Teaching the trade: Students learn about the fur trade up close
BEMIDJI -- Samantha Christensen was the most fashionable sixth-grader in Blackduck on Tuesday.
Sporting a traditional beaver-fur top hat, Samantha modeled for her classmates the reason the beaver fur was the most sought of all the furs from 1600 to the mid-1800s.
"This hat was so valuable, if you owned one and you died, you might put it into your will for your brother or your sister," explained Daryl Jorgenson, addressing about 40 sixth-graders in a presentation at Blackduck Public School.
Jorgenson, a Minnesota Historical Society employee, is one of its History Players. He travels the state re-enacting the lives of real-life individuals.
He was in Blackduck, Kelliher and Bemidji on Tuesday as he portrayed George Nelson, a fur-trade clerk who lived from 1786 to 1859.
"Really, the lesson itself is more about the fur trade and the interaction (with the students) rather than the man himself," Jorgenson said before his performance.
Indeed, the 45-minute presentation focused on the inner workings of the fur trade, discussing the roles played by the American Indians, the voyageurs and the clerks with fur trade companies.
Performances were brought into the area thanks to a collaboration between the North Beltrami Heritage Center, Beltrami County Historical Society and Blackduck History Center, and the Region 2 Arts Council and Minnesota State Legacy funds.
Jorgenson, who in addition to Nelson also plays Charley Goddard, a teenaged Civil War soldier from Winona, said the characters are chosen based on the amount of accompanying documentation available. For Goddard, for example, the Minnesota Historical Society has the letters he sent home. For Nelson, who as a clerk worked for XY, North West and Hudson Bay companies, the Historical Society has his journals.
Nelson's father was the only schoolteacher in his hometown so he was educated in the main room of his home along with all of the other neighborhood children.
"I got an extremely good education," Jorgenson said, speaking as Nelson. He learned to read and write and speak two languages. "Because of my education, I could do anything I wanted to do."
At 15-years-old, enamored with the voyageurs and their stories of adventure, Nelson followed one down the street, begging to hear more stories.
"And I followed him into the office of the XY Trading Co.," Jorgenson said, as Nelson. "And on that day I became a clerk in the XY company."
Jorgenson's presentation covered an array of topics, including the outerwear worn by voyageurs to protect them from the winter weather and summertime pests and also provide extra back support for lifting and carrying up to three sacks, some as heavy as 90 pounds each.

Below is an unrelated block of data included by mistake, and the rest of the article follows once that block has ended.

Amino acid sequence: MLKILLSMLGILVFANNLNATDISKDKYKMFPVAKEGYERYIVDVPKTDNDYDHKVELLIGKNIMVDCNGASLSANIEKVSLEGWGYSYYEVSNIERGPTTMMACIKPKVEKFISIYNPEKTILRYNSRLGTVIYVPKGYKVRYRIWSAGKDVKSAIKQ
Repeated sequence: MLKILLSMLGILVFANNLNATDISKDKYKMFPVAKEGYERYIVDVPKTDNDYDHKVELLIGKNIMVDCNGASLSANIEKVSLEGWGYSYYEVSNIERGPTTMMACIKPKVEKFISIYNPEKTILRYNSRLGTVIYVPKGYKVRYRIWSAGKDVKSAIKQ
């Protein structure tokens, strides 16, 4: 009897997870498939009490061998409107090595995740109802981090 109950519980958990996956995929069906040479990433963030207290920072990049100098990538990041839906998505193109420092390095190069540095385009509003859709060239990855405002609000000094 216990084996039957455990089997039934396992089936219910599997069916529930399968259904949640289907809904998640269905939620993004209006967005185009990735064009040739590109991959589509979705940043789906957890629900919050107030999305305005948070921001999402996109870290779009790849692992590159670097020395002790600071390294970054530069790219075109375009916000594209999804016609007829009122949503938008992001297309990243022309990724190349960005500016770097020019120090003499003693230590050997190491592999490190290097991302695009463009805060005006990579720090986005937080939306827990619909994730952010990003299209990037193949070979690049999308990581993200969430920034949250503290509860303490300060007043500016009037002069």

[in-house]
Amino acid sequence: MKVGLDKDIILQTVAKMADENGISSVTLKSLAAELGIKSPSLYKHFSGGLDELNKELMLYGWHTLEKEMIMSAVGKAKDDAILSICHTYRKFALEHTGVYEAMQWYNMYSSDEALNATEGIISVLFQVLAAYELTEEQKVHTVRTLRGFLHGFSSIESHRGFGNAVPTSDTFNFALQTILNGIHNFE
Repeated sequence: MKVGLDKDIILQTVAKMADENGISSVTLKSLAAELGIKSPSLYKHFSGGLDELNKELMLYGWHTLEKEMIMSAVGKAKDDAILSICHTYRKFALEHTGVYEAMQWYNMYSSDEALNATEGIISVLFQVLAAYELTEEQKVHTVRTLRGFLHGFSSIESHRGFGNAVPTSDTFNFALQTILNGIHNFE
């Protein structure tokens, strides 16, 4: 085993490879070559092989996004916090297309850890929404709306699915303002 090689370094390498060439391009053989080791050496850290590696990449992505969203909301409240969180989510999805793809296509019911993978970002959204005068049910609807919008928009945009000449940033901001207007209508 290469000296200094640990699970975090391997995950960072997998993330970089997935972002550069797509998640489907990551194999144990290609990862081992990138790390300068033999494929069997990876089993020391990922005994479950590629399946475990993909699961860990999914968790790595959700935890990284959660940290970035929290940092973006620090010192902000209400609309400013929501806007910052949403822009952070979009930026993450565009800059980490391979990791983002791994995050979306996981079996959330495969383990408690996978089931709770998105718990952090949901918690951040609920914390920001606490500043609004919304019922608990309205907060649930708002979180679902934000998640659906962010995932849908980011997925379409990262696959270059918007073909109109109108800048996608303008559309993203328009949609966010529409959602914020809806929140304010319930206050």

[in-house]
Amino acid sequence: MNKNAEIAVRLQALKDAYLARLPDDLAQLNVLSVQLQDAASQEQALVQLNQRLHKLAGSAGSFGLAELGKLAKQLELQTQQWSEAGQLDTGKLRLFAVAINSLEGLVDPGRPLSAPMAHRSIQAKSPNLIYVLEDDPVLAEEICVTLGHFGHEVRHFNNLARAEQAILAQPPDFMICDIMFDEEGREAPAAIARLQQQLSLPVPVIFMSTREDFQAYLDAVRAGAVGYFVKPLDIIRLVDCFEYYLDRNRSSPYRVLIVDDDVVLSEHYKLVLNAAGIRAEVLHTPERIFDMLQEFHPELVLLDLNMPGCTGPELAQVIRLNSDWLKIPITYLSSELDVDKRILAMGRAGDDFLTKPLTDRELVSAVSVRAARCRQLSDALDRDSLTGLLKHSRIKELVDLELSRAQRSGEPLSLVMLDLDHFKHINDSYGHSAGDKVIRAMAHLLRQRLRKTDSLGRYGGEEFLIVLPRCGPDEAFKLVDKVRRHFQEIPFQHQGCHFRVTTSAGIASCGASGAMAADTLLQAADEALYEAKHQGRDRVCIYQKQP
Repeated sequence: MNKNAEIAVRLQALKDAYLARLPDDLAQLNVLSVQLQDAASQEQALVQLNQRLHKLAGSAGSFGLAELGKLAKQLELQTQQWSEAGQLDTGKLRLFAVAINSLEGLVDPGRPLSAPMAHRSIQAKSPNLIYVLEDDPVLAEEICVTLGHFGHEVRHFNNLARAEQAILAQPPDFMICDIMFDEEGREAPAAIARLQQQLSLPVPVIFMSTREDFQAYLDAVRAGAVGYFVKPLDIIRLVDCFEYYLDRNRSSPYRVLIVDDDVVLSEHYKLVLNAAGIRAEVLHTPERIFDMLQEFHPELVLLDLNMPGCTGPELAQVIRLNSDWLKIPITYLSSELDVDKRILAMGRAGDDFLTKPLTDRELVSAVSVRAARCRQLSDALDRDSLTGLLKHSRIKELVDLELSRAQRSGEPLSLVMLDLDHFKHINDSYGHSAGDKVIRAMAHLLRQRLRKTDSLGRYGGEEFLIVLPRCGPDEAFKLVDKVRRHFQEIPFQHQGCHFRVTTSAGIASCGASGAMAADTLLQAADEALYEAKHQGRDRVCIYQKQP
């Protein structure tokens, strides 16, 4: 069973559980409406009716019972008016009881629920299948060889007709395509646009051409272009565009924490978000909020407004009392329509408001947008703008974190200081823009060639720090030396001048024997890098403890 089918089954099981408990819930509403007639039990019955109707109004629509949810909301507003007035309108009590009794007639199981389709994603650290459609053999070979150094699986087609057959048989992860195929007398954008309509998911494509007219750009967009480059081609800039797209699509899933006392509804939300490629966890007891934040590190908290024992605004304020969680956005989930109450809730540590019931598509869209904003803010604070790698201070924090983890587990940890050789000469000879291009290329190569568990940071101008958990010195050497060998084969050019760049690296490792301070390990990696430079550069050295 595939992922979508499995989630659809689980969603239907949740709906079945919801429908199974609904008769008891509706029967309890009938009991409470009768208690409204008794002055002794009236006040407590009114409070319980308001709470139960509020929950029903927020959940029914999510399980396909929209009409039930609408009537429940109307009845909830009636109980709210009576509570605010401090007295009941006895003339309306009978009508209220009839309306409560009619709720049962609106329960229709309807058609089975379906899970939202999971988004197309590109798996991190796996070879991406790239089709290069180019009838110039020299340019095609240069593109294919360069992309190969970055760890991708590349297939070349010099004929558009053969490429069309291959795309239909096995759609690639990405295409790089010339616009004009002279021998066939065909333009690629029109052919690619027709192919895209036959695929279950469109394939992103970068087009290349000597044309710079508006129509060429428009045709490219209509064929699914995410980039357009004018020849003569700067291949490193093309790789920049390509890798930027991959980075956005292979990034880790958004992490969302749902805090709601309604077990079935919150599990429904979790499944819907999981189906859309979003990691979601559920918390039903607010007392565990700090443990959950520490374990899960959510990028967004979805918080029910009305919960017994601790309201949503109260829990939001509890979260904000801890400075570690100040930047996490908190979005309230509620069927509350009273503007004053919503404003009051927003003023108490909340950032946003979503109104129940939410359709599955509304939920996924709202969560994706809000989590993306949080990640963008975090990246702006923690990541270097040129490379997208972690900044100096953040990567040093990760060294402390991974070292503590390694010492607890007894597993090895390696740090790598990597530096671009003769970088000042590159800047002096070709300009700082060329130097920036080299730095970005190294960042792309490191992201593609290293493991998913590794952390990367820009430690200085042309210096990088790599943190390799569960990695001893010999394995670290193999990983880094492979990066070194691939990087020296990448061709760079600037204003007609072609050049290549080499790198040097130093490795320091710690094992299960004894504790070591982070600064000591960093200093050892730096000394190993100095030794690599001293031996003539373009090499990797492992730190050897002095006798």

The presentation discussed the value of the different furs and the man-made tools American Indians would trade their furs for, such as a copper pot or flint and steel to make fire.
Jorgenson showed, step by step, the process used by Indians to collect and prepare wild rice.
"Without the help of the Ojibwe -- the American Indians -- it would have been very, very difficult for the fur traders and the voyageurs and the other folks in the trade to survive because they wouldn't have had the food that they needed," Jorgenson said.
The Ojibwe also saved Nelson's life in a more obvious way. He was out working in the woods, portaging with voyageurs to deliver goods. Nelson, fatigued, decided to take a rest by leaning his elbow against a barrel near a fire.
It wasn't comfortable, so he moved away to the other side of the fire.
Meanwhile, his cook lit a pipe and one of the coals from the pipe fell into the barrel that Nelson previously had been leaning against.
The barrel was filled with gunpowder.
"Boom!" shouted some of the sixth-graders.
"Boom is exactly right," Jorgenson said.
'The next thing I knew my men grabbed me and were running me down to the water," Jorgenson said, speaking as Nelson. "Before I knew it they were pushing me under the water until I was losing all of my breath."
He was on fire.
And though he and and the cook both initially survived the fire with bad burns, the cook eventually sucumbed to his injuries as Nelson pulled thorugh.
"If it was not for the help of the Ojibwe -- the American Indians who I was working with in the trade -- if it weren't for their medicines and the different plants that they gave me, I would not have survived those burns," Jorgenson said, as Nelson.
See it yourself
The performance, "Minnesota History Player -- Fur Trade Clerk, George Nelson," also will be performed tonight in an open presentation for the community.
The enactment will begin at 7 p.m. for homeschooled students and community members at the Beltrami County History Center, 130 Minnesota Ave SW.